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Quirky Splendour At The Zetter Townhouse, Clerkenwell
December 20, 2018
The Zetter Townhouse lies across the cobbles of St John’s Square in Clerkenwell, directly opposite its larger, more industrial-looking sister hotel, The Zetter. By comparison, the Townhouse is unassuming from the outside. Housed in two Georgian buildings with a light blue door and black metal fencing, it looks rather like a smart, albeit subdued private residence, but behind the door, it’s a whole different story as Millie Walton discovers.
We make several laps of the square before we decide that, yes, this must be it: the blue door. The whole square looks like something out of a film in that it’s so neat and orderly for London that seems almost unreal in its perfection. In fact, there’s something about Clerkenwell, in general, that feels nostalgic, as if the neighbourhood has frozen in time. So here we are: standing on the doorstep of the Zetter Townhouse feeling whimsical, romantic and more than a little uncertain. We open the door and step inside into a flamboyant living room. It takes a few seconds to adjust, to see it all properly. The walls and surfaces are covered in portraits, paintings, posters; there’s a stag’s head and strange, fantastical taxidermy. The furniture is mis-matched as if collected from antique shops over the years and there’s so much of it, so much of everything — colours, textures, styles — nothing about this room is orderly or contained. A true cabinet of curiosities.
There’s a group crowded around a low table with the remains of a high tea spread out in front of them and several empty cocktail glasses — the Mad Hatter’s tea party springs to mind. We sit on a threadbare velvet sofa and wait to see what will happen. After a few minutes, our waiter wearing a rustic cotton jacket with a neckerchief, saunters over to pour us water from a tin jug. We explain that we’re here to check-in to the hotel, is this the right place, please? He nods and tells us that someone else will come with the key.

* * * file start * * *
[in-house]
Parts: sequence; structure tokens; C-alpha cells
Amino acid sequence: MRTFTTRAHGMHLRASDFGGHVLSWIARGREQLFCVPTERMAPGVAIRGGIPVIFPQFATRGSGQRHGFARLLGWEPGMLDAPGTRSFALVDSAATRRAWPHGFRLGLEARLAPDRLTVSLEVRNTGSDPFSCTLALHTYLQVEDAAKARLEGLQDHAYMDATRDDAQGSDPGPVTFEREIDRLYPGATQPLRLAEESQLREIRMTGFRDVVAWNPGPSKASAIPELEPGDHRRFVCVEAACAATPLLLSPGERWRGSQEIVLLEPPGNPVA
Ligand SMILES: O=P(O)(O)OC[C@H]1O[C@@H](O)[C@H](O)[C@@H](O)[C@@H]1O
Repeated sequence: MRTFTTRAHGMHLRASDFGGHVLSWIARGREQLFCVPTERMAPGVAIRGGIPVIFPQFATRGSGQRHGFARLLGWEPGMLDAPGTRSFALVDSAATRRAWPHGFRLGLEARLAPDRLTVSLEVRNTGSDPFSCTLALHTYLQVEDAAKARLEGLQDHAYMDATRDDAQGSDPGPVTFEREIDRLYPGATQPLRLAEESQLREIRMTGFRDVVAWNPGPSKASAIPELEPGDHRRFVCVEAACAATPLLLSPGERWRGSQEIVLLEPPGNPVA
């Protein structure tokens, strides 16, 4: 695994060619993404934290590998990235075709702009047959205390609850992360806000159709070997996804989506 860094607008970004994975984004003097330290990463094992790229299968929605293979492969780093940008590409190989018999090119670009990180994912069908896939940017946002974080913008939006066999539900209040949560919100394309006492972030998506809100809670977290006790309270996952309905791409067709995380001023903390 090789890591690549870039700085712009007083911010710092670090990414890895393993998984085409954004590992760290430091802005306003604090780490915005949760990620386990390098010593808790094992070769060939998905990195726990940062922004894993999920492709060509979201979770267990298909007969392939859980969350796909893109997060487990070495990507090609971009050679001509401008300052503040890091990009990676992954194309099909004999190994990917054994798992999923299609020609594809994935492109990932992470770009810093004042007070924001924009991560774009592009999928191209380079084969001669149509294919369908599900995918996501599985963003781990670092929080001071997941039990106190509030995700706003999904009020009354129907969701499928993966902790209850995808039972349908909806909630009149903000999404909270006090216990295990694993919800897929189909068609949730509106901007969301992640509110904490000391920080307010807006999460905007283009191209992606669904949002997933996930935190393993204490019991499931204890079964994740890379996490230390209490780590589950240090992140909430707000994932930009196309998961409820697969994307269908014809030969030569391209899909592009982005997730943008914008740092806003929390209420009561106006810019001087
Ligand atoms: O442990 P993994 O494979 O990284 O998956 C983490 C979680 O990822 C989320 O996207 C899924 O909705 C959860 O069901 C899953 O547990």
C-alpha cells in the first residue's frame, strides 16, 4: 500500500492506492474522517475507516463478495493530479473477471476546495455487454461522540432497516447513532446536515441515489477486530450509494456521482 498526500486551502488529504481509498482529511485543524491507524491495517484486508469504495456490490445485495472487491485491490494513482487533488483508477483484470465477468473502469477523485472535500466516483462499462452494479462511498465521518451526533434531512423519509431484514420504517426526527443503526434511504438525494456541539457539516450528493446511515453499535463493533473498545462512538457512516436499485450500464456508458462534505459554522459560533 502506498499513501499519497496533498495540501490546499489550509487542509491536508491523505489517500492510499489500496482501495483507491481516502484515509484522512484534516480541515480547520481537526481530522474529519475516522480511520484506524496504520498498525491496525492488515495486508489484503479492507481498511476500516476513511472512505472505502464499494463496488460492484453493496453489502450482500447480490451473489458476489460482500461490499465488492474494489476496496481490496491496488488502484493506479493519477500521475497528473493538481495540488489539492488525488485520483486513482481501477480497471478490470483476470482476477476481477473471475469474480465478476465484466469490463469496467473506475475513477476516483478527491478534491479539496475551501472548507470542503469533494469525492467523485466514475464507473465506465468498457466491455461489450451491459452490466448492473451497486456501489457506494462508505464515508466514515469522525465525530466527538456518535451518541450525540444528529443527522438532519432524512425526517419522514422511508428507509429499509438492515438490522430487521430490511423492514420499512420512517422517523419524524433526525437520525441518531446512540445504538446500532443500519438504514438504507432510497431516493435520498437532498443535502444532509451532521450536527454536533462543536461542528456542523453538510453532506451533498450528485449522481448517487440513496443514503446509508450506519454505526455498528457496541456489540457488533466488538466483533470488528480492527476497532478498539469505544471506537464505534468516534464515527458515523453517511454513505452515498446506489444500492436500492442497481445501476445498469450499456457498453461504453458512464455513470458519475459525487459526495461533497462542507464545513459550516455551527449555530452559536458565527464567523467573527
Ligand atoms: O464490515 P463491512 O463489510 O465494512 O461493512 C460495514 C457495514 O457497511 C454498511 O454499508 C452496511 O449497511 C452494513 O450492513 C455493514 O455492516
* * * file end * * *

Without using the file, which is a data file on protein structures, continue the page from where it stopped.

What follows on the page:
Another waiter in a similar uniform, shows us to the elevator, leads us along a corridor — with paintings hanging in a diagonal line, and a retro carpet that reminds us of old airport hotels — to the door right at the end of our room. Still otherworldly, but a little more restrained, a huge four poster bed sits at the centre with a bed spread reminiscent of an old horse racing rug. It’s surprisingly spacious, given the hotel’s appearance from the outside, but still snug and homely. The windows overlook the square; we watch a waiter running across the courtyard to presumably borrow something from the Zetter. The bathroom is especially beautiful with a large bathtub and REN toiletries.
We discover treats hidden in cupboards and drawers — salted nuts, artisan popcorn, brown-bottled bitters and pre-mixed cocktails — but decide to head back downstairs for a bite to eat. The tea-party group has mainly dispersed, and a few others have appeared. We steal an empty table by the window with two low seats and order two cocktails from the one page house list: sorrel collins and bee pollen rum old fashioned.
There’s no restaurant proper, but the snack list has plenty of satisfying options. The crispy anchovy stuffed olives are amongst our favourites with aioli dipping sauce, which we alternate with béarnaise from the triple cooked chips. The sorrel collins wins for its herby infusion (neither of us actually know what sorrel tastes like but there’s a hint of tarragon for sure). Much later on, we order up a fish finger sandwich to the room to share — it’s the best we’ve ever tasted, though that could be the effect of the cocktails rubbing off.
The next morning, we’re the only ones there for breakfast. It’s early, we’ve both got work. We drink coffee and nibble buttery croissants, wishing out-loud that we could still be snuggled up in bed, but it’s been the perfect mid-week treat.
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